When you visit websites these days, certain information is automatically created and stored, including on this website. This collected data should be collected as sparingly as possible and only with justification. By website, we mean the entirety of all websites on our domain, i.e. everything from the start page (homepage) to the very last subpage (like this one here). By domain we mean example.de or musterbeispiel.com.

Even while you are currently visiting our website, our web server – this is the computer on which this website is stored – usually automatically saves data for reasons of operational security, to create access statistics, etc. such as

• the complete Internet address (URL) of the website called up (e.g. https://www.beispielwebsite.de/beispielunterseite.html/)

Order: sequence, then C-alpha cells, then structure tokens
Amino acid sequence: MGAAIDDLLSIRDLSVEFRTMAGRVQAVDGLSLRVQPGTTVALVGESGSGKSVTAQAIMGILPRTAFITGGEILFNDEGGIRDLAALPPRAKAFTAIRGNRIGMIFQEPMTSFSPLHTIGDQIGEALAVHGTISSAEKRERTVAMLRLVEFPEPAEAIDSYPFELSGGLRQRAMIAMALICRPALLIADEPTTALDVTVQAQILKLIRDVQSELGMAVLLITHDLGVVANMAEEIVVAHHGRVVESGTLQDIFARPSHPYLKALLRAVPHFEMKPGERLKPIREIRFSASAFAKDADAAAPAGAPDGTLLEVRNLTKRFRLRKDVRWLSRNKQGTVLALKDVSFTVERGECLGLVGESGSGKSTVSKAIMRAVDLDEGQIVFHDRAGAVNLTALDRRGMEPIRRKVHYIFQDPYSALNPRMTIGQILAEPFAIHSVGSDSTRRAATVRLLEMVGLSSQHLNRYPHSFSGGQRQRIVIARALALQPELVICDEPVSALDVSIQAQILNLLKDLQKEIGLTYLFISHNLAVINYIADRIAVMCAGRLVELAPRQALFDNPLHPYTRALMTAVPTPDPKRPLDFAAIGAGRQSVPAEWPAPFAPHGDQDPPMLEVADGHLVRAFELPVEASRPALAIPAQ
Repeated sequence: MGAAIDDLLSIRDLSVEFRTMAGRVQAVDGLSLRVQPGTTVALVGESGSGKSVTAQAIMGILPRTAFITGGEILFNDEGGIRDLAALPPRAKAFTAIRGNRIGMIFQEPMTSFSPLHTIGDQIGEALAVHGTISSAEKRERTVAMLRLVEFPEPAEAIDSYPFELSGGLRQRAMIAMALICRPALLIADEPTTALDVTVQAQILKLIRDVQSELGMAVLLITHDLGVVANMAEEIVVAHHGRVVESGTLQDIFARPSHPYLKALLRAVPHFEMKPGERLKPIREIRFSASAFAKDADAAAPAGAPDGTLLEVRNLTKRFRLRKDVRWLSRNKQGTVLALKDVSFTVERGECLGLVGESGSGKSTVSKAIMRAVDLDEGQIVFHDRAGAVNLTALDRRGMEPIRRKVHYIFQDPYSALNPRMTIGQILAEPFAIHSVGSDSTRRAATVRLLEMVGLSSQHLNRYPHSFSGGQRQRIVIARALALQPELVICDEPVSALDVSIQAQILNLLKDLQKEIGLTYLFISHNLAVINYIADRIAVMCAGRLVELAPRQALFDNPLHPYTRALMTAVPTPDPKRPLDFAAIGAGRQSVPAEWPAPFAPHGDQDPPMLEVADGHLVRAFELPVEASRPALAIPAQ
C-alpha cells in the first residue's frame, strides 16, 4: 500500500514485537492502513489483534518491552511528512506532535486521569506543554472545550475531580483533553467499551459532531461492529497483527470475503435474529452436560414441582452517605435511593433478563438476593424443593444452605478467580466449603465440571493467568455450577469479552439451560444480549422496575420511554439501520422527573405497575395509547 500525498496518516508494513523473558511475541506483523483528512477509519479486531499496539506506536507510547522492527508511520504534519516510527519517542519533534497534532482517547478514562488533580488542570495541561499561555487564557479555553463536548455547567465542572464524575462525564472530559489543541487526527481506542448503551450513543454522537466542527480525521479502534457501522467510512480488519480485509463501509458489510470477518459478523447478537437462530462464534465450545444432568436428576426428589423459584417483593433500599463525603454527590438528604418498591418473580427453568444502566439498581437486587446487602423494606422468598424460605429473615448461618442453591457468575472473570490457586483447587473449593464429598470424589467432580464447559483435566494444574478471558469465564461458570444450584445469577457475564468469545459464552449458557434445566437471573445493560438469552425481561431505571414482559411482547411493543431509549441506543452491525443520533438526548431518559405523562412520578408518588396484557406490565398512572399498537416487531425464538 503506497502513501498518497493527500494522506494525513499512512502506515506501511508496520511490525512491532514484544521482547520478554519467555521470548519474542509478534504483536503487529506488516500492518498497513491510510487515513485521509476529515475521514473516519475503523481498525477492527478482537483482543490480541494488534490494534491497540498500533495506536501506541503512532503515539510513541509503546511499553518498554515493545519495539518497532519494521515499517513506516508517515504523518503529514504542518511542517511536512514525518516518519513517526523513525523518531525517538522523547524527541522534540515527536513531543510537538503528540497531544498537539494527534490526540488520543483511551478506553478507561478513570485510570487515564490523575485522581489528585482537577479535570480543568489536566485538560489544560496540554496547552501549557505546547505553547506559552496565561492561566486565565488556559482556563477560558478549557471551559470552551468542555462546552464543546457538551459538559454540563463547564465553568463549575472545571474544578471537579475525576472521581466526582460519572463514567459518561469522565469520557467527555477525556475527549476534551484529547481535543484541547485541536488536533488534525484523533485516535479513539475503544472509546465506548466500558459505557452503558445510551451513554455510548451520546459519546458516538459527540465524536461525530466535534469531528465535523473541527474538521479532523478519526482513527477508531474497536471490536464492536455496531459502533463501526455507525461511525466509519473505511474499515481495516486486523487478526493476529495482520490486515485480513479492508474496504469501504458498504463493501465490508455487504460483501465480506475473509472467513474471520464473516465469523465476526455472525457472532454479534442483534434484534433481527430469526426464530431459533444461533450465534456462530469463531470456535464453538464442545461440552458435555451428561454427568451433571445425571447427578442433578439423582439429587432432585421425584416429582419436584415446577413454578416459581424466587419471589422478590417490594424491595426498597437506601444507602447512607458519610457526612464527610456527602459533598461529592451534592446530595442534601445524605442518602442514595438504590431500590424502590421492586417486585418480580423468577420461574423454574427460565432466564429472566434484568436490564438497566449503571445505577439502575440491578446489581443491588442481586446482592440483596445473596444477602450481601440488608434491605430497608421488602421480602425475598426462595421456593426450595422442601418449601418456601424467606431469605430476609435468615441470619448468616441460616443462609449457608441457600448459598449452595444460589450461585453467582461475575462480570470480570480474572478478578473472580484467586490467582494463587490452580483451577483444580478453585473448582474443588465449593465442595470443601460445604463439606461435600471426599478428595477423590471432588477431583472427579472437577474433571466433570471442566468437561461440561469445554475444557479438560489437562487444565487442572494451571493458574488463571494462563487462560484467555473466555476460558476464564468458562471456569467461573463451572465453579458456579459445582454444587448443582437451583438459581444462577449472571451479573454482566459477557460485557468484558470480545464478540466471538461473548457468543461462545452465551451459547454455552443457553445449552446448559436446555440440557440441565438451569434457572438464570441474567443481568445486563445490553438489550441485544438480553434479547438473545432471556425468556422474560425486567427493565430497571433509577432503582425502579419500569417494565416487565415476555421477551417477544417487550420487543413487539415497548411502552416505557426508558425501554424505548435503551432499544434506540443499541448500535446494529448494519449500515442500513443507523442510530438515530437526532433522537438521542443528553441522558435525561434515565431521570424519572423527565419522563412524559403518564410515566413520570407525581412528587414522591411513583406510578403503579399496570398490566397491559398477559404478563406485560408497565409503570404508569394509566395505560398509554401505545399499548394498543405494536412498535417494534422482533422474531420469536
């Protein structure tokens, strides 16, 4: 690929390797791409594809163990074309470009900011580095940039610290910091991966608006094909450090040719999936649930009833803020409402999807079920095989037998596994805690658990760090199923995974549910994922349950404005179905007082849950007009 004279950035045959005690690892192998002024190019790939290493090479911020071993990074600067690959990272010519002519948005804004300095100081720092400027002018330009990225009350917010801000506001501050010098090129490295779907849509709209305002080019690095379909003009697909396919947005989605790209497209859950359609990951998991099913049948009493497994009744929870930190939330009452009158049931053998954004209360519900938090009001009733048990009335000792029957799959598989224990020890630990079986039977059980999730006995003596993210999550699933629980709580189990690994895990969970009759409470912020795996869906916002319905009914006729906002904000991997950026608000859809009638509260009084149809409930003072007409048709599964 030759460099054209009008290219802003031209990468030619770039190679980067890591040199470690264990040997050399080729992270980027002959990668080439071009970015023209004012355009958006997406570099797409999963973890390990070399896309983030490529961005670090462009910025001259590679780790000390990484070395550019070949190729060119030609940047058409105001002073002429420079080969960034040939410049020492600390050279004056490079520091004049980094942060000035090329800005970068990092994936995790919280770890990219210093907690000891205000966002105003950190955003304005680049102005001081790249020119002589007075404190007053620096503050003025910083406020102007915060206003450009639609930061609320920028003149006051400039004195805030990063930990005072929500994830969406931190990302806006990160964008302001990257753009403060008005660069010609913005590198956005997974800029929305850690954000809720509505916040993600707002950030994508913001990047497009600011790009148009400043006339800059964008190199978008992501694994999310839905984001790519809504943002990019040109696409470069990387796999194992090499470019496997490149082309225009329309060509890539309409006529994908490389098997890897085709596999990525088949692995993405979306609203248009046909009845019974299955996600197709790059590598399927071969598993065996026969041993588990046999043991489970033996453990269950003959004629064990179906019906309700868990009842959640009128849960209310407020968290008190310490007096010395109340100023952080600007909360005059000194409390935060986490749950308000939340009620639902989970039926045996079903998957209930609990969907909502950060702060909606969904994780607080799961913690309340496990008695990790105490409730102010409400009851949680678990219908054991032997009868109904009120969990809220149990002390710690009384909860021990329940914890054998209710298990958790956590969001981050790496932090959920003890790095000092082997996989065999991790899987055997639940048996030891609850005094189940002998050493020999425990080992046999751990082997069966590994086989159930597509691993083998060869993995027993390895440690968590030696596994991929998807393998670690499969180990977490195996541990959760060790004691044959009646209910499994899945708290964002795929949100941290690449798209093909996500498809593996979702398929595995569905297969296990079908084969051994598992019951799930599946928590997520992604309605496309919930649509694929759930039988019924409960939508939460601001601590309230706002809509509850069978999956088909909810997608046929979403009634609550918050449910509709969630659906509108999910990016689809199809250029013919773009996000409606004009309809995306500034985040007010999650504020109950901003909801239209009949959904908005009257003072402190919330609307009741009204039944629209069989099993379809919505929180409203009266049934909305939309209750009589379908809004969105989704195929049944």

• Browser and browser version (e.g. Chrome 87)

• the operating system used (e.g. Windows 10)

• the address (URL) of the previously visited page (referrer URL) (e.g. https://www.beispielquellsite.de/vondabinichgekommen.html/)

• the host name and the IP address of the device from which access is made (e.g. COMPUTERNAME and 194.23.43.121)

• Date and Time

• in files, the so-called web server log files.

These files are usually stored for two weeks and automatically deleted afterwards. We do not pass on this data, but we cannot exclude that this data will be viewed by authorities in the event of illegal behavior.

In short: your visit will be logged by our provider (company that runs our website on special computers (servers)), but we will not pass on your data!

Cookies

Our website uses HTTP cookies to save user-specific data.